The US Food and Drug Administration has proposed that blood donor assessments measure individual risk and do not exclude people based on their sexual orientation or gender
30 January 2023
On 27 January, the US Food and Drug Administration (FDA) proposed new rules that would make it easier for gay and bisexual men to donate blood. The proposed guidelines are similar to those in countries such as the UK and Canada – they recommend screening blood donors based on the type of sexual activity they engage in, not their gender or sexual orientation.
All donated blood is screened for pathogens, but these tests cannot accurately detect HIV or hepatitis infections until a few weeks to a few months after exposure. Men who have sex with men are at a greater risk of contracting HIV and hepatitis, so they have traditionally been restricted from donating blood in the US.
Currently, men cannot donate blood in the US if they have had sex with a man during the previous three months. And, anyone who has had sex in the last three months with a man who engages in sexual activity with other men is also barred from donating. As such, men in monogamous relationships with other men cannot donate blood, even though their risk of having HIV is much lower than that of men with multiple partners.
Now, the FDA has proposed that men who have sex with men can donate blood so long as they have not engaged in anal sex with a new or multiple partners in the previous three months. The decision is based on findings from the FDA’s ADVANCE study, which investigated how the impacts of changing the guidelines – the results suggest these changes won’t compromise the safety of the blood supply. Instead, no one, regardless of their gender, can donate blood if they report having a new or multiple sexual partners and have engaged in anal sex in the previous three months.
“That has to do with the risk of exchanging blood during vaginal intercourse versus anal intercourse,” said Peter Marks at the FDA during a press conference. “Anal sex is associated with a higher risk of exchanging blood.”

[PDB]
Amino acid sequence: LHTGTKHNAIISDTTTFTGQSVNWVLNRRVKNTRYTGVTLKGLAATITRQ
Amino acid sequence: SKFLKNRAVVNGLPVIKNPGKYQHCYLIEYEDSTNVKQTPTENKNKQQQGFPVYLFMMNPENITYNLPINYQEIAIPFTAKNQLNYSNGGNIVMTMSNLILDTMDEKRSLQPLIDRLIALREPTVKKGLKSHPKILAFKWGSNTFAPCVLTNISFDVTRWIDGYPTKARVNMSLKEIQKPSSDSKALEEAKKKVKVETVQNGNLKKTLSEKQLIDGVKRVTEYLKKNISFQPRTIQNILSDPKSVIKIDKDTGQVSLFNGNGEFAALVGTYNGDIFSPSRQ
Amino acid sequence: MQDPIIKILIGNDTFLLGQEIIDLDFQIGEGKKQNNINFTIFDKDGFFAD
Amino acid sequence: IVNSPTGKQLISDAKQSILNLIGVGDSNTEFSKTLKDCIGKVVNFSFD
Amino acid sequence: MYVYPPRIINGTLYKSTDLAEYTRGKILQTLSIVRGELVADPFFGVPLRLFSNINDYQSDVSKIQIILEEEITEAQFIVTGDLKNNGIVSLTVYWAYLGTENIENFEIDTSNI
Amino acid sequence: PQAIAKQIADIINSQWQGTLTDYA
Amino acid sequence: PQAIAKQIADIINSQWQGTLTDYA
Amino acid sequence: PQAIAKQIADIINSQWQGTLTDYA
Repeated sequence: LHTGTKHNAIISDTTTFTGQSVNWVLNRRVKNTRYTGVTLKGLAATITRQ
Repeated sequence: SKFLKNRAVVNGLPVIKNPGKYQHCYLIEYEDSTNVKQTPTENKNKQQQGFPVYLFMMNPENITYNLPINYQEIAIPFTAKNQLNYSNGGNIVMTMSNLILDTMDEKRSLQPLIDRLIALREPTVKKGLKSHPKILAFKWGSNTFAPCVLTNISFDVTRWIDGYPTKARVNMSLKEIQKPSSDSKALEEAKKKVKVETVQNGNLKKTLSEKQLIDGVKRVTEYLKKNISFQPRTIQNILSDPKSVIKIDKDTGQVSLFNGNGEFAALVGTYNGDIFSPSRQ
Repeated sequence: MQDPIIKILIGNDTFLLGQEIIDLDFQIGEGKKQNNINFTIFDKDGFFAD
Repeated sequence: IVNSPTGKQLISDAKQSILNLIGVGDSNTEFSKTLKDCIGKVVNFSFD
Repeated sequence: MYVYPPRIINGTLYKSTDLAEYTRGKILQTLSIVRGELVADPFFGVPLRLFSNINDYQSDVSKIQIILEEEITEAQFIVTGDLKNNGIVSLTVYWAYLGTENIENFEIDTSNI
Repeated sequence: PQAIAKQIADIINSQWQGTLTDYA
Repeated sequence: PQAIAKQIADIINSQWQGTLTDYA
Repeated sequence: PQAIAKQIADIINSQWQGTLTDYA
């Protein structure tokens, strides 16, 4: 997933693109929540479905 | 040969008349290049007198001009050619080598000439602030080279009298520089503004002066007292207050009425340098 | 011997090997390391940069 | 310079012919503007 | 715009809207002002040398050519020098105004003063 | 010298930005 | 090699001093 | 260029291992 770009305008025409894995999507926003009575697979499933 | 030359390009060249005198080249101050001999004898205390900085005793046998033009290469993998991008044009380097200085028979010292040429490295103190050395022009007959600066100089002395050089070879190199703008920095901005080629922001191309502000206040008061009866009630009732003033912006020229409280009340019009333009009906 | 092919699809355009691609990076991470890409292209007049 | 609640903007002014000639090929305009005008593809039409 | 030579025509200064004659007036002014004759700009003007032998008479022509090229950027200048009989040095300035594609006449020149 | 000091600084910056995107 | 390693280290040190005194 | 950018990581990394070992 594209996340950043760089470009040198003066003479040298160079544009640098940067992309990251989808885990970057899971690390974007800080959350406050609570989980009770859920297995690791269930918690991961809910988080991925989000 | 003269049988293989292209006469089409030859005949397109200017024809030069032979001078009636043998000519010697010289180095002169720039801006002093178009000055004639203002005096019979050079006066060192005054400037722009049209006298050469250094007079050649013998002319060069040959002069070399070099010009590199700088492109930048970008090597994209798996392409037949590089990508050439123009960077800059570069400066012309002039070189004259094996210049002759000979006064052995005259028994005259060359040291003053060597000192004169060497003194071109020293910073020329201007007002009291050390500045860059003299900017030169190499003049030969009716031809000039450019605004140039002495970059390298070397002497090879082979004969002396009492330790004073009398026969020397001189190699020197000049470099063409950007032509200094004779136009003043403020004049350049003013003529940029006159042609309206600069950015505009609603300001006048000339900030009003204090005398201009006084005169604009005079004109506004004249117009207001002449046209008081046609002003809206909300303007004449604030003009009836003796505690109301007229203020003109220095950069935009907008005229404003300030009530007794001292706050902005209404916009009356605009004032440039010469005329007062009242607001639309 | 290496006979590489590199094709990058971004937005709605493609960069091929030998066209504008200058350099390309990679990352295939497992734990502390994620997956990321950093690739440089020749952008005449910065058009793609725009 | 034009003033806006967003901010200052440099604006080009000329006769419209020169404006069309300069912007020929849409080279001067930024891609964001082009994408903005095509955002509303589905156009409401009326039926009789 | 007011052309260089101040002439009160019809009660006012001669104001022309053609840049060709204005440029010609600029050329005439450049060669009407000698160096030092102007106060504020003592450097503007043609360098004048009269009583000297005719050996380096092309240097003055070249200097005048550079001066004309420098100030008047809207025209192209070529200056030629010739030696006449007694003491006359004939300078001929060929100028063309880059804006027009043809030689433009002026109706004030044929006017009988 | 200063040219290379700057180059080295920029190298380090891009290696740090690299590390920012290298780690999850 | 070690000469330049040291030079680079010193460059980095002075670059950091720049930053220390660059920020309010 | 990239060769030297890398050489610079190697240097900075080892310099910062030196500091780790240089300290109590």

The guidance would still apply to people who use condoms during anal sex, said Marks.
The proposal would also bar blood donations from people taking HIV prevention medications such as pre-exposure prophylaxis (PrEP) and post-exposure prophylaxis (PEP). While these reduce the risk of contracting HIV, Marks said people using the drugs have greater incidences of HIV compared with the general population.
“Until we can better sort out who is at lower risk in that group taking PrEP, we need to put this donor deferral in place,” he said. “That’s not to say we won’t continue to look at this and try to refine the guidelines further.”
The public has 60 days to comment on the guidelines, after which the FDA may revise the guidance before finalising it. Once final, it shouldn’t take long for blood donation centres to update their screening questionnaires, said Marks.
A spokesperson for the American Red Cross said the organisation “is pleased the FDA has proposed to determine blood donor-eligibility using a gender-inclusive, individual risk-based assessment regardless of sexual orientation”.
“Donating blood is one of several important symbolic methods of demonstrating one’s caring for other people,” said FDA commissioner Robert Califf at the press conference. “So, we want to make that available to everyone possible in the context of safe blood supplies.”
“LGBTQ+ advocates and other health advocate leaders have worked for decades to pressure the FDA and other regulatory agencies to update policy and move toward adopting an approach rooted in science, not in identity,” said Kelley Robinson at the Human Rights Campaign in a statement. Robinson said that this “represents an important first step toward dismantling an antiquated and discriminatory blood donation policy that restricts gay, bisexual, and other men who have sex with men from donating blood”.
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